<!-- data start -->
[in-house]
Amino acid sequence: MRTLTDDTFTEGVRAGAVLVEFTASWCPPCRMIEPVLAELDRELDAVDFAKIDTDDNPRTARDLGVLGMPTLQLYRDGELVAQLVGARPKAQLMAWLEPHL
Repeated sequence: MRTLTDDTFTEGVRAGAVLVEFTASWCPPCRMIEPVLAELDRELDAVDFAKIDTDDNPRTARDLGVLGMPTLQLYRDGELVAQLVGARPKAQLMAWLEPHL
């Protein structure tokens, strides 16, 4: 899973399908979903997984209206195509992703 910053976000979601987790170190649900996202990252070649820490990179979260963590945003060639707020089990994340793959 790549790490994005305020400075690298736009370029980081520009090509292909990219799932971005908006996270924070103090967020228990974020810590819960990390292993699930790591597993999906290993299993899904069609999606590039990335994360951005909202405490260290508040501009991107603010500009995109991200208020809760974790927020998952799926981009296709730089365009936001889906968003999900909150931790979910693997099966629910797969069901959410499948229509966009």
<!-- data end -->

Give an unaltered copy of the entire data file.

[in-house]
Amino acid sequence: MRTLTDDTFTEGVRAGAVLVEFTASWCPPCRMIEPVLAELDRELDAVDFAKIDTDDNPRTARDLGVLGMPTLQLYRDGELVAQLVGARPKAQLMAWLEPHL
Repeated sequence: MRTLTDDTFTEGVRAGAVLVEFTASWCPPCRMIEPVLAELDRELDAVDFAKIDTDDNPRTARDLGVLGMPTLQLYRDGELVAQLVGARPKAQLMAWLEPHL
């Protein structure tokens, strides 16, 4: 899973399908979903997984209206195509992703 910053976000979601987790170190649900996202990252070649820490990179979260963590945003060639707020089990994340793959 790549790490994005305020400075690298736009370029980081520009090509292909990219799932971005908006996270924070103090967020228990974020810590819960990390292993699930790591597993999906290993299993899904069609999606590039990335994360951005909202405490260290508040501009991107603010500009995109991200208020809760974790927020998952799926981009296709730089365009936001889906968003999900909150931790979910693997099966629910797969069901959410499948229509966009």